Once your set is starting to sound good, the next step is taking your music to the stage. In Japan, small music venues are called ライブハウス (raibu hausu) or live houses. While your typical live house is probably a rock and roll dive, the term can refer to anything from classy jazz rooms to 200-plus capacity venues. Approaching live houses is simple. There usually are no promoters for entry-level gigs, so venue owners are used to being contacted by bands directly and often have their emails easily accessible on their website. I used no special process, just emailed them with terrible keigo and a link to a YouTube video of my playing.
The new norums
One word that strikes dread into the heart of any indie band in Japan is noruma. It means “quota.” In this case, the number of paying audience members you need to bring to your show or lose your money. Essentially, it’s pay to play — something that is regarded as downright shady in Europe but normal in Japan. Typical noruma stipulations could be five, 10 or 20 people depending on the size of the venue with ticket prices around ¥2,000. So if you play a gig and all of your friends are on the guest list and all of your fans get colds… you could easily lose ¥10,000 of more.
On the surface, there is nothing good about the noruma system, but every cloud has a silver lining. I think it’s thanks to this pay-to-play enterprise that I found it easy to form relationships with live houses even though I was an unknown foreigner with bad Japanese. Because they know they won’t lose money, Japanese music venues are more likely to take a chance on a new face, whereas in the U.K., getting gigs can be a tedious and nepotistic process of knowing someone who knows someone. In my opinion, it’s best to think about noruma-style shows as a stepping stone to better things. For example, I performed a couple of times at a famous-ish Tokyo live house and built up a relationship with the owner who liked my music. She now books me when she has to fill a slot on quiet nights.
Better yet, use this system to establish a name for yourself, get experience, gain followers, make more musician friends and then start organizing gigs yourself. There are many friendly venues who are happy to rent out their spaces to foreigners. You could also lose money by putting on your own nights — but often there is less risk and far more potential reward.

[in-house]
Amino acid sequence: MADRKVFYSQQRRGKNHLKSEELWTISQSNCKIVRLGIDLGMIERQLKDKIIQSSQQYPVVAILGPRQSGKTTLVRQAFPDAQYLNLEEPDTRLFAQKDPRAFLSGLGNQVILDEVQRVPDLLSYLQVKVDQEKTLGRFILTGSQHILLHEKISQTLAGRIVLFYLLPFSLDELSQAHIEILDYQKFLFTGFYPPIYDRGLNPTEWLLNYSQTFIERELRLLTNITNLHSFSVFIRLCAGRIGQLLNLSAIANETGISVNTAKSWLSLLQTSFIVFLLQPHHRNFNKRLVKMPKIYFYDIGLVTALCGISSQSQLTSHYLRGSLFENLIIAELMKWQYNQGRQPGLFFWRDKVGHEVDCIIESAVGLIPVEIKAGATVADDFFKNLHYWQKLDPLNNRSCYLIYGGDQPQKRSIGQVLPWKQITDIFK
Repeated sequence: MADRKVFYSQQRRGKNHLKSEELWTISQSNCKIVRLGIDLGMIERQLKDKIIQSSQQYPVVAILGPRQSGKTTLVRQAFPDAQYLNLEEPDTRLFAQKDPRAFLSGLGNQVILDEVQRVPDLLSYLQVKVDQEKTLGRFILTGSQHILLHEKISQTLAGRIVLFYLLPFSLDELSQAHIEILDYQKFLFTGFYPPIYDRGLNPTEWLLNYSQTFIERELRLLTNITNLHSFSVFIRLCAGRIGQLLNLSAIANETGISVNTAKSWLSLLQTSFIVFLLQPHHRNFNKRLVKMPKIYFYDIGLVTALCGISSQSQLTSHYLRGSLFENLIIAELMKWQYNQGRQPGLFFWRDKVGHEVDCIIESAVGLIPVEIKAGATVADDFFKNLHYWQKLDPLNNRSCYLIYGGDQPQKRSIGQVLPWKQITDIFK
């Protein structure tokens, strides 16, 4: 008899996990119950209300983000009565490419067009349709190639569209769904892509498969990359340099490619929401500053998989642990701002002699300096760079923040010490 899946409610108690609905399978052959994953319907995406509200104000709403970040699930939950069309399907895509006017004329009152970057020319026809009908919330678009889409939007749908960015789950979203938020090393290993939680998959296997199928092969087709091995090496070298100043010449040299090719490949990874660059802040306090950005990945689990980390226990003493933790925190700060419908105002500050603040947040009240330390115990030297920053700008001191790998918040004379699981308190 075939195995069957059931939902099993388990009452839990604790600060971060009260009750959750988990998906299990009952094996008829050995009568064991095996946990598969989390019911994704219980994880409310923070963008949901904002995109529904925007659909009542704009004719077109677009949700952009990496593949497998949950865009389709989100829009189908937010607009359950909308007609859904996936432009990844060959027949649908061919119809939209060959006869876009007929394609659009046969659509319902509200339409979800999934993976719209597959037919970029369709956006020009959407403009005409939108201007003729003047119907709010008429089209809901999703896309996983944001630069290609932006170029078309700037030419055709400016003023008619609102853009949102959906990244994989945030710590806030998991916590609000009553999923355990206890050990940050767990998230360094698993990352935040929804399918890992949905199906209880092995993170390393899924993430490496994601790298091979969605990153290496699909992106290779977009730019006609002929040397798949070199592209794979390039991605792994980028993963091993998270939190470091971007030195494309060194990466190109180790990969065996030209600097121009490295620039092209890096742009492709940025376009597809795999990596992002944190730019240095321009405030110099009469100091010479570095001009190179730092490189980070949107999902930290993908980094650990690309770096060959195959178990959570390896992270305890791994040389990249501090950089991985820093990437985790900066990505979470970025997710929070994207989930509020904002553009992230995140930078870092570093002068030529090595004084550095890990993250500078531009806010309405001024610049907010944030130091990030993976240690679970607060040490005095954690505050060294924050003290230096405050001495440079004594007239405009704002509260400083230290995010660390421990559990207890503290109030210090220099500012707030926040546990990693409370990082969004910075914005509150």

No music, no life
Once I’d played some gigs and organized a few nights myself, I started receiving emails with better and better offers. Sometimes I play for tips and a bar tab at restaurants (probably easier if you are a smaller acoustic duo or band) and sometimes I — gasp! — actually get paid decent money.It’s important to be realistic, however. When you are just starting out, there are no big paydays and fancy riders. Fees can start as low as ¥5,000 to ¥10,000 per gig though there is the potential to earn more if you can land gigs at high-end restaurants or corporate events. Some venues pay well in the long run but expect the first performance to be free. The noruma system isn’t great but so many good things would not have happened for me if I hadn’t put in the time and effort first.
Through playing music in Japan I have made wonderful friends and found creative fulfilment. Certainly, this labor of love isn’t for everyone and I still have serious criticisms of the Japanese live music industry. Still, I can’t imagine my Japan life without music. It was my missing piece and it could be yours, too.
Do you have any experience playing music in Japan and have some tips to share? Let us know in the comments!